Imagine you walked into Waitrose -up to the crisp counter and there were three similar bags of crisps for sale for 50p. Watched three customers try to buy them. All at the very same price. One customer could buy the crisps freely at the advertised price. The second could only buy part of the bag at the price. The third couldn’t buy the crisps at all.
Would you consider that a breach of the consumer rights of two out of the three customers?
Were Ryanair to place an advertisement, on every platform, advertising seats to Paris for just £10, but in reality there were only a few seats available at that price. Would you consider that to be fair advertising?
The first two paragraphs highlight just how badly modern large betting concerns behave, how their general business ethics have dipped– and simply get away with it. Consider the following common practices:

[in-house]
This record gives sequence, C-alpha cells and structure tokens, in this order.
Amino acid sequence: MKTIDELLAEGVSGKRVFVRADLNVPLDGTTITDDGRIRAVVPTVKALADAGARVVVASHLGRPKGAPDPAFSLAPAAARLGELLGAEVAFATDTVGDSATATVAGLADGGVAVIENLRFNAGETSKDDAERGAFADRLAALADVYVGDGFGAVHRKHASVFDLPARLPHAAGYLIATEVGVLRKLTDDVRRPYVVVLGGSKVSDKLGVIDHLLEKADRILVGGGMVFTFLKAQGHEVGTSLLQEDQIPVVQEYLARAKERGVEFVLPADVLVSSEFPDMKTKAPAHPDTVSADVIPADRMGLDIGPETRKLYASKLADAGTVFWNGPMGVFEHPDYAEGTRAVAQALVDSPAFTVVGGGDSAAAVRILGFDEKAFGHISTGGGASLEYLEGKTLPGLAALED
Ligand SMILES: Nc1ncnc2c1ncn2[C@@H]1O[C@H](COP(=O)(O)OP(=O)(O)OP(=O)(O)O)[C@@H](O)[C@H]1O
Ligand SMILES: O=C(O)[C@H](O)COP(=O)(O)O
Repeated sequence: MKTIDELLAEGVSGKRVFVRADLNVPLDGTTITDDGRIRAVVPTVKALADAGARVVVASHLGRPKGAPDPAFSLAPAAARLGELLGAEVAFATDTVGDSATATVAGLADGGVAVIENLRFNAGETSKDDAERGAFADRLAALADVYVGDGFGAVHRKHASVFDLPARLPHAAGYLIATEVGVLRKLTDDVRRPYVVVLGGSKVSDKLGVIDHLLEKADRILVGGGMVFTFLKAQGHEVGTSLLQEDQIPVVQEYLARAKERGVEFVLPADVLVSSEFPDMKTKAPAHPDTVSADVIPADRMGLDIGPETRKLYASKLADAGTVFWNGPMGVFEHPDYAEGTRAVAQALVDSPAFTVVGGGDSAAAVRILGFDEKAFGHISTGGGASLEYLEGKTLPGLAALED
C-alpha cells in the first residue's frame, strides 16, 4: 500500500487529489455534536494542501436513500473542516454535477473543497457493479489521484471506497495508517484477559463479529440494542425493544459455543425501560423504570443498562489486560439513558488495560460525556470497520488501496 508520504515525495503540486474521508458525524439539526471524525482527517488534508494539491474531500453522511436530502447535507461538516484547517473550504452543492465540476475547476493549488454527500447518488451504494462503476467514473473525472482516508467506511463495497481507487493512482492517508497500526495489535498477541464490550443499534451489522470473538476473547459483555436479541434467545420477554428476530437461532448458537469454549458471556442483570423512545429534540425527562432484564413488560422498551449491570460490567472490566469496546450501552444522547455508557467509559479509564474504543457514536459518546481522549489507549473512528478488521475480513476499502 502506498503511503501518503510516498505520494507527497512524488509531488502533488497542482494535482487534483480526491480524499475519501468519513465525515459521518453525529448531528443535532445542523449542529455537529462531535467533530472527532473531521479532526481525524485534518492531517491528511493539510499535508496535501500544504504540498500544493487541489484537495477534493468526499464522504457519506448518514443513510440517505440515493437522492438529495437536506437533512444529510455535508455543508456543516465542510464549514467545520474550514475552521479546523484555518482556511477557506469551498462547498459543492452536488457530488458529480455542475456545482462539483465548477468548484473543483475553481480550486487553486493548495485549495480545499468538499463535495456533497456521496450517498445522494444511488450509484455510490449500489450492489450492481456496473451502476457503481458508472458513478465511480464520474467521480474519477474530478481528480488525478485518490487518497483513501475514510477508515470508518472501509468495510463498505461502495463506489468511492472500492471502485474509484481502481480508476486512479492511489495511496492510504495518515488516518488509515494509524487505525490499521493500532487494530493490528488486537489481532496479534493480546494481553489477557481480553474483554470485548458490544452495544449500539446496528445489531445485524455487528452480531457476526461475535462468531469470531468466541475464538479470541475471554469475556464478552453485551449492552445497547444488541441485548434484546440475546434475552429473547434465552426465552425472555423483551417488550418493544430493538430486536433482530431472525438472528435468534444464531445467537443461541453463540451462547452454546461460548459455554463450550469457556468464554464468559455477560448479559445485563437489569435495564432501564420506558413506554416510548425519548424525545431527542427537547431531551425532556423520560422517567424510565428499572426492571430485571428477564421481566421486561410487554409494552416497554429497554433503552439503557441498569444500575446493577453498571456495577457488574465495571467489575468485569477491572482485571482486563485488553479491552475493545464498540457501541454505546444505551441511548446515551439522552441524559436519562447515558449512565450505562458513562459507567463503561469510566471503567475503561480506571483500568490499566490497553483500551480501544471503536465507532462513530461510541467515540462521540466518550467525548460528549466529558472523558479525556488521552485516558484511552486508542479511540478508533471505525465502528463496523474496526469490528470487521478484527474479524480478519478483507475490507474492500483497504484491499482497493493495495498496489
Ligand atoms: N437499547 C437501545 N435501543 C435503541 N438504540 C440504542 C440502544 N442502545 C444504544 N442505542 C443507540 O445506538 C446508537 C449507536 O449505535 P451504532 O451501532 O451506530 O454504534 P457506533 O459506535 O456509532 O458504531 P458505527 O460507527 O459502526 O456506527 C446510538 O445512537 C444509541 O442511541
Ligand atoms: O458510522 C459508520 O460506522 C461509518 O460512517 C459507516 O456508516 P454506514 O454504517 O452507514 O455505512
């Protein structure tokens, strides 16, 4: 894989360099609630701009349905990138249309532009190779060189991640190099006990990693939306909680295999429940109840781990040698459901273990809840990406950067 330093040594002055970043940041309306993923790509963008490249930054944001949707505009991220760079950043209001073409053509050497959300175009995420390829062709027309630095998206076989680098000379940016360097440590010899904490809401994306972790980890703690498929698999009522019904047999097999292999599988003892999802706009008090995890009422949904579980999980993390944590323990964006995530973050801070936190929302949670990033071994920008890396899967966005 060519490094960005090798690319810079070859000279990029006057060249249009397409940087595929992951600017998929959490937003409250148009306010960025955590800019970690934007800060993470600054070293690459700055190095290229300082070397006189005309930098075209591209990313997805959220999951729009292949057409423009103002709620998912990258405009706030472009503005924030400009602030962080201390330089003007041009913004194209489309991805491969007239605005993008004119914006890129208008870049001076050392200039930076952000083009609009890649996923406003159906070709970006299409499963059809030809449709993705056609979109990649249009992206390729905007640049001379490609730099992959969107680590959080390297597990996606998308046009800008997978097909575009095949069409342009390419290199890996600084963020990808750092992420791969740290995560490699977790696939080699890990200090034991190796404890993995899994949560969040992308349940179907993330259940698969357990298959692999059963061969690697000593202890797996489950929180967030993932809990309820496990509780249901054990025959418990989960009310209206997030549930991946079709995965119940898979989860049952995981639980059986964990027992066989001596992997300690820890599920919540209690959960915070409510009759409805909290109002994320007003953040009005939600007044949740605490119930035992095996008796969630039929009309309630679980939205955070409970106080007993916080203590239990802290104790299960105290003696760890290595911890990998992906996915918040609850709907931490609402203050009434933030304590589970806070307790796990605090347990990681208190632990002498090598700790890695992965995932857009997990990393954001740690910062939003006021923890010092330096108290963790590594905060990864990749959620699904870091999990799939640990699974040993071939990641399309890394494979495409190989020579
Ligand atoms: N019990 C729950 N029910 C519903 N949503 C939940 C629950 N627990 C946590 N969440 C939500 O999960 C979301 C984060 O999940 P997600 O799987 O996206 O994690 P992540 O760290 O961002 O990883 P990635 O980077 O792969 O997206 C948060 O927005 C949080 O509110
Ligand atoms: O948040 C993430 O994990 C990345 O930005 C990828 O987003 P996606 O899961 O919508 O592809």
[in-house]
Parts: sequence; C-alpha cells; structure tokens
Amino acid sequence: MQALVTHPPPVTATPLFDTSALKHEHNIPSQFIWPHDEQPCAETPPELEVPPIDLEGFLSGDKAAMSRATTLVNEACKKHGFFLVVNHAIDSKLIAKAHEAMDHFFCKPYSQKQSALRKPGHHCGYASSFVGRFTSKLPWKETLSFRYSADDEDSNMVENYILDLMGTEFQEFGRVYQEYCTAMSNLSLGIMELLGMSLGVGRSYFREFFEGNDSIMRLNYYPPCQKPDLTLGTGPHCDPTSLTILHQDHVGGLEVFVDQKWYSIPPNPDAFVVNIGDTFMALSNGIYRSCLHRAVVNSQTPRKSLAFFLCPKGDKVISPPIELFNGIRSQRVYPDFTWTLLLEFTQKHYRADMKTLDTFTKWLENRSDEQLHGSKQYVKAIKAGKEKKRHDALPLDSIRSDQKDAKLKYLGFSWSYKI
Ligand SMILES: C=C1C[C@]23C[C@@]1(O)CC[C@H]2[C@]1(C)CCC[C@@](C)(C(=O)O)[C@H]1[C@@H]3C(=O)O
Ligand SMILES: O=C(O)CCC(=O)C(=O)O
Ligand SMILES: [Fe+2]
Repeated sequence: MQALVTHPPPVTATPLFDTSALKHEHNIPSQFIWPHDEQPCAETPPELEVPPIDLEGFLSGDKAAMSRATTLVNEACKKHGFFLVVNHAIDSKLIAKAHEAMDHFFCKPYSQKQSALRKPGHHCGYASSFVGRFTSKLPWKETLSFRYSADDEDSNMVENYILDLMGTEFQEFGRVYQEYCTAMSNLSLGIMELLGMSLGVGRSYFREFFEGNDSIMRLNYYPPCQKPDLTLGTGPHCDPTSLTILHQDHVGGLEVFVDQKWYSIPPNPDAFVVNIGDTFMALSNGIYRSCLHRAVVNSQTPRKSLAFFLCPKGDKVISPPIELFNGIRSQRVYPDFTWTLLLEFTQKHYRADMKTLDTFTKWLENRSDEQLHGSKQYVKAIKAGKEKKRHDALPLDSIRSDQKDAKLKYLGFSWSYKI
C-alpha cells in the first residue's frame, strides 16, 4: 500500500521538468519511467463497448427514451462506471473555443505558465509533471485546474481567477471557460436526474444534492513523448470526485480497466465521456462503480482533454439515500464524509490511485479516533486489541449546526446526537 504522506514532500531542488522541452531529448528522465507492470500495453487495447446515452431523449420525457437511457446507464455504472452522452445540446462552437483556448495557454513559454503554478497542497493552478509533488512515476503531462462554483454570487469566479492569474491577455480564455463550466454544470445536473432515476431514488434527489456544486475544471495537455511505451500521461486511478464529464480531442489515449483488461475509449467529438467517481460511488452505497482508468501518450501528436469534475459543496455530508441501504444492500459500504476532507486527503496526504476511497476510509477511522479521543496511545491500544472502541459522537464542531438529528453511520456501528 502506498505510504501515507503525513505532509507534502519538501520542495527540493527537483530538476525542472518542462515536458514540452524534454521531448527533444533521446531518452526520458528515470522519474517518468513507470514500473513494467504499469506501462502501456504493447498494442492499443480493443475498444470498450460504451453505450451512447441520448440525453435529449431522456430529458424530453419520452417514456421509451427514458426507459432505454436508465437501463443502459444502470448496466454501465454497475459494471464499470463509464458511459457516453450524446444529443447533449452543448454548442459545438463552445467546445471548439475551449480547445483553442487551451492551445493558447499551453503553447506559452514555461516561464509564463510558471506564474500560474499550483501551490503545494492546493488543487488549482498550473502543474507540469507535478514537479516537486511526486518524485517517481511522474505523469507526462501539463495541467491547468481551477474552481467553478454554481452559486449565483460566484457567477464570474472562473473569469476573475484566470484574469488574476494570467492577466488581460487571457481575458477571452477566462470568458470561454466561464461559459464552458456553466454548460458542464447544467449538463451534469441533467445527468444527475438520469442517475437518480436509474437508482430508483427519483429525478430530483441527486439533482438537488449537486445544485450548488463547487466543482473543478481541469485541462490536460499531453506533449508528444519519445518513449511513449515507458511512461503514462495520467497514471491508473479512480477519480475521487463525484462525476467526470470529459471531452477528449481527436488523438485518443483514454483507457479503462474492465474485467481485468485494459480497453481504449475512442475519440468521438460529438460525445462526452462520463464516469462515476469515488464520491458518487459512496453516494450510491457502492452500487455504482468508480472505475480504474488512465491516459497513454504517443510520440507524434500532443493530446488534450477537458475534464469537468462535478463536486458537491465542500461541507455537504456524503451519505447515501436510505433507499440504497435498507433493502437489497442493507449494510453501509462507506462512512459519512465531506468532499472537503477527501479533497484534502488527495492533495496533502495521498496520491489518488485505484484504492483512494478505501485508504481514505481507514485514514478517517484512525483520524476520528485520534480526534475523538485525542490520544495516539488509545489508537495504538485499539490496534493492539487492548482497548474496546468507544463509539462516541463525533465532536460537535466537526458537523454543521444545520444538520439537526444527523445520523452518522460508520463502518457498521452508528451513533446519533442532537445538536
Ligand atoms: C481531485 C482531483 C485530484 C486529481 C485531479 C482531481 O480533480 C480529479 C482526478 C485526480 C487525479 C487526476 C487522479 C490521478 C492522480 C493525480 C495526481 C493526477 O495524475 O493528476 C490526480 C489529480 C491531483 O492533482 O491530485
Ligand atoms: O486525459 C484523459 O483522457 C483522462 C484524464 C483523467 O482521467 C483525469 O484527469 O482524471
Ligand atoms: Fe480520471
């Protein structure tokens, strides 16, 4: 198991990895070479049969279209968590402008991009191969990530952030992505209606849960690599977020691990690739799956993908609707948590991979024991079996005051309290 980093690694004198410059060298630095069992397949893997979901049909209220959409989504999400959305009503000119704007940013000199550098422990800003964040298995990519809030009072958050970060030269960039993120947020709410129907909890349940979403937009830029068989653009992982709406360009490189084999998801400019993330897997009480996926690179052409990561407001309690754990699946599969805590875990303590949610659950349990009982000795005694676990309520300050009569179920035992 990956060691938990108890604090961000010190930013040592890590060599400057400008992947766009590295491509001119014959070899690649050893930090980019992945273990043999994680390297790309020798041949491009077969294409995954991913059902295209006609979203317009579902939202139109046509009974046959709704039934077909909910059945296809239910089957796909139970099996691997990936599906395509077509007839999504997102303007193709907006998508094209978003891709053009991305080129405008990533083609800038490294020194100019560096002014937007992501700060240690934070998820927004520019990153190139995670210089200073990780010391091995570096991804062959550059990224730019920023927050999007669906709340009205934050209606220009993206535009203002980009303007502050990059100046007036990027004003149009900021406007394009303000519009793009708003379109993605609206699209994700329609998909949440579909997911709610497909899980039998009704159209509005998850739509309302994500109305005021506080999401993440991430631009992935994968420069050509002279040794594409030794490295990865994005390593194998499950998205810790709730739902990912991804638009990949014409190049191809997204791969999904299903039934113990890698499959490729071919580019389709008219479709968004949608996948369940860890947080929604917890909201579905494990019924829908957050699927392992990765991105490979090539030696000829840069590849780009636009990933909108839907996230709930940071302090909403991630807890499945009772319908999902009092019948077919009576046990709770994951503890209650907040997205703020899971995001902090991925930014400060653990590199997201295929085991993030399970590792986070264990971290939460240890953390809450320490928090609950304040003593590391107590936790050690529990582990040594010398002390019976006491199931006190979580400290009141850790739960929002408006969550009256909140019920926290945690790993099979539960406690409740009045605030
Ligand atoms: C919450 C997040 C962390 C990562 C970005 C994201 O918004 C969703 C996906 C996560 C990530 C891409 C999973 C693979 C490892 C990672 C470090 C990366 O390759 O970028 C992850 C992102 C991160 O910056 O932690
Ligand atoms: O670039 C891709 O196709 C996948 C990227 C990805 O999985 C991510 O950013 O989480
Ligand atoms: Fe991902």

They can advertise prices on any event and not lay them to each or any of their customers if they want to. There’s no acceptable lay to lose minimum. It’s available to selected individuals only. Essentially they can adopt an unsustainable pricing policy and remain untackled by regulator, or government. Advertising odds, yet not undertaking to lay those odds to every customer on their books, not to guarantee to lay that price to everyone on their books, for as long as they hold that price. To selectively manage who gets a bet, and who does not, which at the very least is surely a serious issue for trading standards under every law, and honour, that I understand.
‘No industry behaves worse to consumers than the gambling sector’
We hear daily grand claims of the 22 million customers of Bet365. What percentage of those customers are factored, and if so, why are they so restricted? How has it become allowable that one individual can wager- whilst another cannot, for whatever the reasoning? If firms could only advertise odds available to many, as Ryanair are required to do, what claims would they be forced to bin? In other words, if it’s sold to but a few, how can it be legitimately advertised as such.